BOOM! has also been making many distribution deals in rent months — with Kable Distribution for newsstand distribution and Simon and Schuster for books.
Haven Distributors is one of the few alternative distributors for periodical comics, mostly working with smaller companies such as Ape, Markosia and Zenescope who aren’t exclusive with Diamond.
Although Diamond’s tighter policies this year have had a lot of publishers and retailers looking at alternative distribution, this deal for second printings still left a lot of people scratching their heads. We hadn’t heard of anything quite like it before. So we asked BOOM! publisher Ross Richie to explain, and he did. His answers are a little inside baseball, but hopefully shine the light on the many, many factors involved in publishing comics and graphic novels these days.
Q: You’ve recently been expanding your distribution partners on all channels, with a bunch of new deals. How does this one fit in?
Ross Richie: Working with Haven to distribute our 2nd prints is simply a supplemental direct market deal designed to help direct market retailers get more product quicker to the fans that want to buy it.
Diamond is a great partner, but we saw potential in Haven to be able to grow our existing Direct Market business. What’s really great here especially, is that for retailers who want to go with Haven we can offer a better discount on our 2nd prints. We have asked Diamond twice to put us in a better discount category and they have decided it is not something they want to do. Diamond’s in business to make money and needs to make decisions that make sense for what their best interests are. We’re in business to make money and need to make decisions on our end that make sense for our own interests. Sometimes those things line up, sometimes they don’t. In this instance, Diamond decided giving us a better discount to retailers didn’t make sense. So for retailers who would like an alternative, at least on the 2nd prints, we’ve got one. Haven thinks it can sell more BOOM! product with a better discount.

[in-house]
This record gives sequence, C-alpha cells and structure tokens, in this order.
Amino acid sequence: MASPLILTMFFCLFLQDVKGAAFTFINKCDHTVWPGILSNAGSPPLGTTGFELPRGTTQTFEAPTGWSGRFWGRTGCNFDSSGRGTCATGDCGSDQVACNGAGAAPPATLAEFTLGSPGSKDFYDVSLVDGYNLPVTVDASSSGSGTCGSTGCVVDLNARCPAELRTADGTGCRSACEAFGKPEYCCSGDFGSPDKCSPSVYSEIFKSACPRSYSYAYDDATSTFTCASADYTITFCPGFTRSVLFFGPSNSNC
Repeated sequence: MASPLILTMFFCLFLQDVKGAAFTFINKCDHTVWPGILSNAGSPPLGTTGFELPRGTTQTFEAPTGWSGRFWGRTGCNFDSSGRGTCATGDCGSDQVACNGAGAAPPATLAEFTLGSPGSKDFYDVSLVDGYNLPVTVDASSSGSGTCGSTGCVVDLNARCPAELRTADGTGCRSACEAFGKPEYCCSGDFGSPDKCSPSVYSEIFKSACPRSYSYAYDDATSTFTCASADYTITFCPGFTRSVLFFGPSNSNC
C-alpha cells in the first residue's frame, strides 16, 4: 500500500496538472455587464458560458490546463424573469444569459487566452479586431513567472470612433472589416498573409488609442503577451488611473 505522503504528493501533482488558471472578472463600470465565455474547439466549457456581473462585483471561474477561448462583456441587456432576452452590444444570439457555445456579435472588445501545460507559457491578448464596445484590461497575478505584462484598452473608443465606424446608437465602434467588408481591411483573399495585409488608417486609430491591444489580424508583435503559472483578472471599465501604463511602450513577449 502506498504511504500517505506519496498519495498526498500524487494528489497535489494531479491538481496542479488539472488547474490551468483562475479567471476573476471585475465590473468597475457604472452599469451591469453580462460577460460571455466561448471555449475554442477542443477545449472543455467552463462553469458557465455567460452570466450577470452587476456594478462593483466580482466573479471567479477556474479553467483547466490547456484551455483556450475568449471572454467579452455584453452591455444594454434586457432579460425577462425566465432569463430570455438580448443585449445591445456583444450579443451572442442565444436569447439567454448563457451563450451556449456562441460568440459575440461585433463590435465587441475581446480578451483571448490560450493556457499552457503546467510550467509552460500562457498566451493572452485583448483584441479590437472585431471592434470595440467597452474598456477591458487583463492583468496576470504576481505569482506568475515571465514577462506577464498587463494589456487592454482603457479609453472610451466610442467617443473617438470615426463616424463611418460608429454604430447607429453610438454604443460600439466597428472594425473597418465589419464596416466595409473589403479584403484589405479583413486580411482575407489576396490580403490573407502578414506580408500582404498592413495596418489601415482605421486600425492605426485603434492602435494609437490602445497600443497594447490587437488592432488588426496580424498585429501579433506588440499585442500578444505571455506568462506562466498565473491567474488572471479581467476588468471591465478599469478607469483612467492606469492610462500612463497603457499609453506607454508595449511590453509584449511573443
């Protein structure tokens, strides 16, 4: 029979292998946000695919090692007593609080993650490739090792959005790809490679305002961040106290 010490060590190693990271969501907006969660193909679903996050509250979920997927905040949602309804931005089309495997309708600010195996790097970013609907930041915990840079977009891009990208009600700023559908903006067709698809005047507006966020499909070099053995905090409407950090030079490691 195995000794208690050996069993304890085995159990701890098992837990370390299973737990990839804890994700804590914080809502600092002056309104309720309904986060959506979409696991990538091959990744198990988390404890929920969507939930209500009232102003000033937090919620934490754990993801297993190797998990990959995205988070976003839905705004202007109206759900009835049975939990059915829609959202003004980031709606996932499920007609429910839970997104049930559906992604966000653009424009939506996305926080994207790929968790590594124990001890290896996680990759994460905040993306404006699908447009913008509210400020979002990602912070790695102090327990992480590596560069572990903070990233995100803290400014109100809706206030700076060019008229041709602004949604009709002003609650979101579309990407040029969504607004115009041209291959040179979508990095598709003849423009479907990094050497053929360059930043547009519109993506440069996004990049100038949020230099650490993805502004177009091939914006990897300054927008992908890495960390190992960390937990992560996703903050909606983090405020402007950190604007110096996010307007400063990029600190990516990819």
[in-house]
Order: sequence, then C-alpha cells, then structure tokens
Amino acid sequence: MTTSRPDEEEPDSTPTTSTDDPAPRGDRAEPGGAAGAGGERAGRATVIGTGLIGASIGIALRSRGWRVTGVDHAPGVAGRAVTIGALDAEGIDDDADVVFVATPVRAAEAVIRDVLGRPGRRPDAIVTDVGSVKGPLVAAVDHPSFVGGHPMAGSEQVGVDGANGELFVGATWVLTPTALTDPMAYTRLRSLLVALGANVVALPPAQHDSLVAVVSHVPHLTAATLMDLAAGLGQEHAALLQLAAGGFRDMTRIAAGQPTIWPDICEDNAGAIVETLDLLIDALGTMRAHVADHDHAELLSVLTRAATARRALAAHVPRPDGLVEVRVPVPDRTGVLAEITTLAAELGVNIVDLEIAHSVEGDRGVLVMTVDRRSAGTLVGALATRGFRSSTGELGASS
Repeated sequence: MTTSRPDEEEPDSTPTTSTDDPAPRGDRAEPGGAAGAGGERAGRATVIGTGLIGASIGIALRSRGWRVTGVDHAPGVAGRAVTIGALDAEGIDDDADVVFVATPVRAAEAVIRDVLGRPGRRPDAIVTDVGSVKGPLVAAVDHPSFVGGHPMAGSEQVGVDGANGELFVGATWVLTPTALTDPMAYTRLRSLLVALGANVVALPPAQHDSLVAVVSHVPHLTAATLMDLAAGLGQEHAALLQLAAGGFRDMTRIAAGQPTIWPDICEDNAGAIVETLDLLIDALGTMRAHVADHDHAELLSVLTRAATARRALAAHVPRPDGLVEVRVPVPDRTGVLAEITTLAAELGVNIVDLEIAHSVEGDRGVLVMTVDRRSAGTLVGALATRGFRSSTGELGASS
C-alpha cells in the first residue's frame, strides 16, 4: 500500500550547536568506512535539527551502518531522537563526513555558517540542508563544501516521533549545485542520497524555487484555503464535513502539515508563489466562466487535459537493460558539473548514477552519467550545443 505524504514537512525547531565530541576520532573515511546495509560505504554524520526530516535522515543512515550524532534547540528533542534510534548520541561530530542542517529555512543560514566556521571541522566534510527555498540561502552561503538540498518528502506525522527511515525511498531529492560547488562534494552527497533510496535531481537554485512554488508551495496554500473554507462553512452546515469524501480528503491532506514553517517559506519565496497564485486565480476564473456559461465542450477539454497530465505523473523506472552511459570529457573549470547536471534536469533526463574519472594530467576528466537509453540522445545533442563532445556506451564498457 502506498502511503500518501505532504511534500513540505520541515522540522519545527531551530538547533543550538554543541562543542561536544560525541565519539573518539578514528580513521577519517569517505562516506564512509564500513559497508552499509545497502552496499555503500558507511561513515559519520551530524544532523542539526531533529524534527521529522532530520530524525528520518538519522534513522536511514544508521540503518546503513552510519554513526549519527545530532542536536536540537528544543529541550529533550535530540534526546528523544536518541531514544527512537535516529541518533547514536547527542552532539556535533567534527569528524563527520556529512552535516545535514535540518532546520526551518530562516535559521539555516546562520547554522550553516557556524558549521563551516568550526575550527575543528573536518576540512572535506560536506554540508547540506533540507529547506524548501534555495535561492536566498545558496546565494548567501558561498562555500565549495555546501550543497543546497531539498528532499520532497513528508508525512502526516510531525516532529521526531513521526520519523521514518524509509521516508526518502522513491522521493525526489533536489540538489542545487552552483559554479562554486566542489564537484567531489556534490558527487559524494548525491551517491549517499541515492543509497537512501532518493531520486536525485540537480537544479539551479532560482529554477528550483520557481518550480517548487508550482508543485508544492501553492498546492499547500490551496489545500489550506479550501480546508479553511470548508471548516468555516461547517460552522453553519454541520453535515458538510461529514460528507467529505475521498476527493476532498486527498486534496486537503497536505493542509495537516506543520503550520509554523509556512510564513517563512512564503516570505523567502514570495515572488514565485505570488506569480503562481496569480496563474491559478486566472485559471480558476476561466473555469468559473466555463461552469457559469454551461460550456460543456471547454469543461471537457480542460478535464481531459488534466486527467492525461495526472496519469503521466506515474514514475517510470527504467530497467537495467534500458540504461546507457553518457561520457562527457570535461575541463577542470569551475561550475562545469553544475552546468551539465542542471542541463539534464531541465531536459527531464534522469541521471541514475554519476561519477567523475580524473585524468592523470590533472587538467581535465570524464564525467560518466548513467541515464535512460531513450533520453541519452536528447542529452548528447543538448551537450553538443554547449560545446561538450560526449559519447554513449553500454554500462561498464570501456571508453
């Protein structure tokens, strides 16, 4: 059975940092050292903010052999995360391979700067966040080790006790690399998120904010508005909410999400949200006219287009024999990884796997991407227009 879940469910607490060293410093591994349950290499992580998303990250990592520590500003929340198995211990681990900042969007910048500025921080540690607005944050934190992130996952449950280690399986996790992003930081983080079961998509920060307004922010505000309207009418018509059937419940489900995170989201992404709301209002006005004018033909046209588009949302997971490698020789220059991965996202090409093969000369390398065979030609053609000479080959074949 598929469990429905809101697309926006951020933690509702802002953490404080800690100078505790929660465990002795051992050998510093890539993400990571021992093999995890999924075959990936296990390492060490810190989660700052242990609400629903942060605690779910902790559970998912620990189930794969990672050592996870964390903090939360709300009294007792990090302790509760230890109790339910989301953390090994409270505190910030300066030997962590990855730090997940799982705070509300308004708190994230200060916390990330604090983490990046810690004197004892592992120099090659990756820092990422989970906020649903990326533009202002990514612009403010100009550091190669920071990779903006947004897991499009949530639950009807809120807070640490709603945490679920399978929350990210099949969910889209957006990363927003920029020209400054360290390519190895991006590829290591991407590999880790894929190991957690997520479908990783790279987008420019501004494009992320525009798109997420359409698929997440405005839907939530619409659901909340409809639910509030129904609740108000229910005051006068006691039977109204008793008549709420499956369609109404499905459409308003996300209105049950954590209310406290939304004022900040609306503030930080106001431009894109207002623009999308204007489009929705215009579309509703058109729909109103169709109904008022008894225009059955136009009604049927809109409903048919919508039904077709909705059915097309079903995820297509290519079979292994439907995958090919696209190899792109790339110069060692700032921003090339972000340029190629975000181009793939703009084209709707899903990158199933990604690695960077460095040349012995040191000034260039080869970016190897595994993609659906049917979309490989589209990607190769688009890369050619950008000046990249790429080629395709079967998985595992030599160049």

Q: No one seems to remember this kind of “2nd printing” deal before. How much of your business is in 2nd printings?
RR: It’s not a majority of our business, but it’s an important chunk. What’s key in our strategy here is that once a book that retailers under-ordered comes out, it can sell-out quickly as everyone, in parallel, realizes that they made a mistake. That can instantly vaporize the overprint we did. And once that’s gone, a 2nd print can quickly capture that consumer interest and build the core number of readers off that heat.
We’ve had a banner year and we’re really lucky that our product has captured the imagination of a lot of fans and consumers right now, especially in this economic climate where casual spending and retail is down across the board. A lot of people don’t know, but our marketshare has really surged. We’re almost half the size of Image Comics nowadays.
So with a hot book that’s burned through its overprint, going to 2nd print with Diamond is often complicated and can be time-consuming. Haven is much smaller, they can do it faster. So we can offer an alternative to retailers who need books now — they can get them through Haven quicker and at a discount that is more favorable to them that increases their margins.